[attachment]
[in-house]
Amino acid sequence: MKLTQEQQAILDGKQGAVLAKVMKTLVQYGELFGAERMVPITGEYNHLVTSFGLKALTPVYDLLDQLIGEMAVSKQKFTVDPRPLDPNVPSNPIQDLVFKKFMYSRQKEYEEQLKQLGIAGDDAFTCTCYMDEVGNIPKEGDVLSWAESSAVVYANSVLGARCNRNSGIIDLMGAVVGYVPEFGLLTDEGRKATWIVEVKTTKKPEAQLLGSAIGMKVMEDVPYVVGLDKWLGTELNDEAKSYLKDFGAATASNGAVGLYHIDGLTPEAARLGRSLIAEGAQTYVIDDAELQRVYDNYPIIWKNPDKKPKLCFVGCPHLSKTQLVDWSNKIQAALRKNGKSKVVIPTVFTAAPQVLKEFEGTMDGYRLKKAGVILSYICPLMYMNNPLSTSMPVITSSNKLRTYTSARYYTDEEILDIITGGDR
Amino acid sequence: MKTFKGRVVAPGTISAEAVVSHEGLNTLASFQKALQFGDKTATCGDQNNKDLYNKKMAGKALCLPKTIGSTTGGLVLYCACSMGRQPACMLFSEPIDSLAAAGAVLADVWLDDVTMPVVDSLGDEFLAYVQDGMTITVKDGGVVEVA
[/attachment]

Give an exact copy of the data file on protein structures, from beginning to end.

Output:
[in-house]
Amino acid sequence: MKLTQEQQAILDGKQGAVLAKVMKTLVQYGELFGAERMVPITGEYNHLVTSFGLKALTPVYDLLDQLIGEMAVSKQKFTVDPRPLDPNVPSNPIQDLVFKKFMYSRQKEYEEQLKQLGIAGDDAFTCTCYMDEVGNIPKEGDVLSWAESSAVVYANSVLGARCNRNSGIIDLMGAVVGYVPEFGLLTDEGRKATWIVEVKTTKKPEAQLLGSAIGMKVMEDVPYVVGLDKWLGTELNDEAKSYLKDFGAATASNGAVGLYHIDGLTPEAARLGRSLIAEGAQTYVIDDAELQRVYDNYPIIWKNPDKKPKLCFVGCPHLSKTQLVDWSNKIQAALRKNGKSKVVIPTVFTAAPQVLKEFEGTMDGYRLKKAGVILSYICPLMYMNNPLSTSMPVITSSNKLRTYTSARYYTDEEILDIITGGDR
Amino acid sequence: MKTFKGRVVAPGTISAEAVVSHEGLNTLASFQKALQFGDKTATCGDQNNKDLYNKKMAGKALCLPKTIGSTTGGLVLYCACSMGRQPACMLFSEPIDSLAAAGAVLADVWLDDVTMPVVDSLGDEFLAYVQDGMTITVKDGGVVEVA